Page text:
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Snowshoe Thompson

12/31/2008 04:00PM, Published by Super Admin, Categories: In Print




If you go to the El Dorado County Historical Museum, you’ll find many relics from the past on display. Notably a good number of these relics hail from the 19th century, including various implements and tools from that bygone pioneer and prospector era. Moving into the back of the museum, you’ll find, next to a full-size horse-drawn buggy display, something interesting. Mounted upon the wall are two massive planks of wood, and after staring at them for a second you’ll realize that you are, in fact, looking at a pair of what appear to be very old skis. These skis belonged to a man who is considered to be the “Father of California skiing,” John A. Thompson, or as he is better known, “Snowshoe” Thompson.

Snowshoe Thompson was a legend in his time, from 1856 to 1876 he was California’s only link between every state East of the Sierra Nevada. For those 20 years, Thompson made mail runs between Placerville and what is now Genoa, Nevada. During the winter months, postmen found it next to impossible to cross the Sierras. Their simple snowshoes were inadequate when faced with traversing the steep and dangerous mountain passes. After reading an ad in the local paper that called for a mail carrier to cross the Sierra Nevada, Thompson answered that call. Originally from Norway, Thompson fashioned 10-foot-long ski-shaped snowshoes out of oak, and utilized a sturdy pole held in both hands for balance. In January of 1856, Thompson set out from Placerville to make his first run. As he left, a voice in the crowd cried out, “Good luck Snowshoe Thompson,” and so, the name stuck with him.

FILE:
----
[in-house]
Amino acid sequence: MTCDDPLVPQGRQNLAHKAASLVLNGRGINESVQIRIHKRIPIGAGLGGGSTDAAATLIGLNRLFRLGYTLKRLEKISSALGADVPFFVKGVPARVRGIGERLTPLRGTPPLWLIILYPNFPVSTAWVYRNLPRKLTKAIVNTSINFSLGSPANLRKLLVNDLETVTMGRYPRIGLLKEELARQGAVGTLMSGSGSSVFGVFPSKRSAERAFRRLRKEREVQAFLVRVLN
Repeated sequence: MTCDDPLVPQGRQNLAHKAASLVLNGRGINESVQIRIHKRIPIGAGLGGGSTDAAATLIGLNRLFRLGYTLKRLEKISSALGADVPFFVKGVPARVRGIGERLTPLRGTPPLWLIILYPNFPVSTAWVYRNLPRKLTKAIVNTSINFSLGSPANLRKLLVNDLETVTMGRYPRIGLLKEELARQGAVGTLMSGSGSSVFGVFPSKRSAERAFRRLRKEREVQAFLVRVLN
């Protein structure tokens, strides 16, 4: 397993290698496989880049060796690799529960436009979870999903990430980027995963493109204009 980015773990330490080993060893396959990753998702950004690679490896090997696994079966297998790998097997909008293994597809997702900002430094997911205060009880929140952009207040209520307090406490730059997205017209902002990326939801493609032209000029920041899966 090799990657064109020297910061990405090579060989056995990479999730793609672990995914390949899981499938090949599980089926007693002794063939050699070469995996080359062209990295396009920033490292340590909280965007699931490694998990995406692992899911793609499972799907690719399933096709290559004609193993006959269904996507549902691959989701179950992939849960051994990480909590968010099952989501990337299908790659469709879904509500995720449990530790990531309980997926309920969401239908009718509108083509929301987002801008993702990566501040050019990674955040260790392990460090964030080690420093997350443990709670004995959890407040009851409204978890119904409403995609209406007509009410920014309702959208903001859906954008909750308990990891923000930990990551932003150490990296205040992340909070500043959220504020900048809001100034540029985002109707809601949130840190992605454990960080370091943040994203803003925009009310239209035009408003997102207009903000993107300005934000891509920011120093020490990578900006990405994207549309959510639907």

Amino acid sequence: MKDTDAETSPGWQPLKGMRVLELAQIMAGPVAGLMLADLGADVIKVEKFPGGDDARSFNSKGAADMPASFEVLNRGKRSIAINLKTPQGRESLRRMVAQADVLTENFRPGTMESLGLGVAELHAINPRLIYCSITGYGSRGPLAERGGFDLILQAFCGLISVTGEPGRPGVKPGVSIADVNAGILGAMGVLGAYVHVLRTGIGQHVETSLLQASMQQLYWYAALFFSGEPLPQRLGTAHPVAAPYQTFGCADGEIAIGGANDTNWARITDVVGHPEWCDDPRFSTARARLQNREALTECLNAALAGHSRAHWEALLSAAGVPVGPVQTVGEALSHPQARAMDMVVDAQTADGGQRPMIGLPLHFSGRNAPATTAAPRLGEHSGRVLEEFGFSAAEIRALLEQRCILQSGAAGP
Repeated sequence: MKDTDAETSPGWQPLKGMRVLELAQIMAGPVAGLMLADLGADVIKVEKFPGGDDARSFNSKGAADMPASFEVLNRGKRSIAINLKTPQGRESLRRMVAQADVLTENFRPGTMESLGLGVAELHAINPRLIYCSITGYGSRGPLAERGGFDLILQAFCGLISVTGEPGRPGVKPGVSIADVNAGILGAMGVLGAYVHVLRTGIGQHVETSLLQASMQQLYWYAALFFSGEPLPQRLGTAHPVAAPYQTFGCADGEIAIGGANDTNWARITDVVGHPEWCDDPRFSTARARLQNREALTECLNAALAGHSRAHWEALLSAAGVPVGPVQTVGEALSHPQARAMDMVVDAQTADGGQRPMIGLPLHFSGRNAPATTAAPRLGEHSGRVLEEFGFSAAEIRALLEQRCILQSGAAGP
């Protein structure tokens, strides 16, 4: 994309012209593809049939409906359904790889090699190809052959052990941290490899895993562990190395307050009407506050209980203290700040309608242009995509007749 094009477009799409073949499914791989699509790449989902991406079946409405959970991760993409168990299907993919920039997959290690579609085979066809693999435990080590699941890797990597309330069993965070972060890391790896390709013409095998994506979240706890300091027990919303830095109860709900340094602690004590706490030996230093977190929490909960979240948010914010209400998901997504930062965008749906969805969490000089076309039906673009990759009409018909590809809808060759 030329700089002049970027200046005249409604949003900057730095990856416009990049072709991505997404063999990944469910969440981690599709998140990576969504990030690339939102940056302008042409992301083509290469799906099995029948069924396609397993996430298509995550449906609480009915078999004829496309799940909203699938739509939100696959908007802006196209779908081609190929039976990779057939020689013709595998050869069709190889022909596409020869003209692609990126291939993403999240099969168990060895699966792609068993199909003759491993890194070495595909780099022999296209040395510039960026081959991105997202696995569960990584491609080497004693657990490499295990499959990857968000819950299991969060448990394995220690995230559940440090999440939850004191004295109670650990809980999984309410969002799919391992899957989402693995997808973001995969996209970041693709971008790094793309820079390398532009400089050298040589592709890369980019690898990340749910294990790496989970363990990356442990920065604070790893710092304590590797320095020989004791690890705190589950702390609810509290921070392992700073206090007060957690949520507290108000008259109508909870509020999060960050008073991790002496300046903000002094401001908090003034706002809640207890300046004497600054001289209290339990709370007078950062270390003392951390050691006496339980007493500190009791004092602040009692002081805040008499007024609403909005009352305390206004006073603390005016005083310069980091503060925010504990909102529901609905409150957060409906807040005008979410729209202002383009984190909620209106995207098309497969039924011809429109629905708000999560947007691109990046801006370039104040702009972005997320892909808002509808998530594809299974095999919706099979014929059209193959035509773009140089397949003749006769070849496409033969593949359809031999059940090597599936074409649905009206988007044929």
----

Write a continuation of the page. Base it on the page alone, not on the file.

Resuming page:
Thompson accomplished what was then thought to be impossible. He made it through the wintry mountains to Genoa in three days, while the return trip to Placerville took him roughly two days. After that rousing success, Thompson not only delivered the mail, but he also delivered much needed supplies to those who lived up in the Sierra Nevadas, who without his constant diligence (as well as astonishing physical endurance) would be otherwise disconnected from the outside world. One of his most well-known feats involved saving the life of a prospector who was stranded in an abandoned shack with severe frostbite. Thompson traveled to Genoa, then to Placerville and to Sacramento for chloroform and then back to the prospector to perform a foot amputation. The trip was roughly 400 miles total, and Thompson traveled it all in the span of ten days. Thompson also became a part of history, when in 1859, he delivered to Sacramento a rock that was rich in silver, straight from the Comstock Lode, which brought about the end of the California Gold Rush and a new rush to Nevada.

Though Thompson served unwaveringly for 20 years as the connection between California and the rest of the states, the Federal Government never paid him once for his services. Nearing the end of his life, he petitioned the government for 6,000 dollars, a paltry sum for recompense, but he was never paid. Looking at those massive planks of wood in the Museum, and at his statue in Genoa, Nevada, one can presume that “Snowshoe” Thompson received a payment richer than money. One hundred fifty-three years after he started out on that cold January day in 1856, he is still a California legend.

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